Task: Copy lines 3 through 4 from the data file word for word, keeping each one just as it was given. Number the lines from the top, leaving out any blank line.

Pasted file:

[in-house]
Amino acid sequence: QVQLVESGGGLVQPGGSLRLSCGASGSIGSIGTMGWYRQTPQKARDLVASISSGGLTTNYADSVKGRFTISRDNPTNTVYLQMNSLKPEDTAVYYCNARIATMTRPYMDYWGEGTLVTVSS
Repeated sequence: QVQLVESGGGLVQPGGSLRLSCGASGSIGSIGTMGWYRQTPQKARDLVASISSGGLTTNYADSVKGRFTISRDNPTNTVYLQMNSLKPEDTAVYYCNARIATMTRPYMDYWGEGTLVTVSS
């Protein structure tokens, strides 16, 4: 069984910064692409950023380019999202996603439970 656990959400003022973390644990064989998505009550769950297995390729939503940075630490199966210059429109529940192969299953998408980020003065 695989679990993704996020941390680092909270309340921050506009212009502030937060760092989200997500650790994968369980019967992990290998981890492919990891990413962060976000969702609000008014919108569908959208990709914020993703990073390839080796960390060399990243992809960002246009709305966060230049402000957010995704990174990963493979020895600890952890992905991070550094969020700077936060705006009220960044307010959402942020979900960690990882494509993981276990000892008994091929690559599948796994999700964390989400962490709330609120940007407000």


Repeated sequence: QVQLVESGGGLVQPGGSLRLSCGASGSIGSIGTMGWYRQTPQKARDLVASISSGGLTTNYADSVKGRFTISRDNPTNTVYLQMNSLKPEDTAVYYCNARIATMTRPYMDYWGEGTLVTVSS
């Protein structure tokens, strides 16, 4: 069984910064692409950023380019999202996603439970 656990959400003022973390644990064989998505009550769950297995390729939503940075630490199966210059429109529940192969299953998408980020003065 695989679990993704996020941390680092909270309340921050506009212009502030937060760092989200997500650790994968369980019967992990290998981890492919990891990413962060976000969702609000008014919108569908959208990709914020993703990073390839080796960390060399990243992809960002246009709305966060230049402000957010995704990174990963493979020895600890952890992905991070550094969020700077936060705006009220960044307010959402942020979900960690990882494509993981276990000892008994091929690559599948796994999700964390989400962490709330609120940007407000």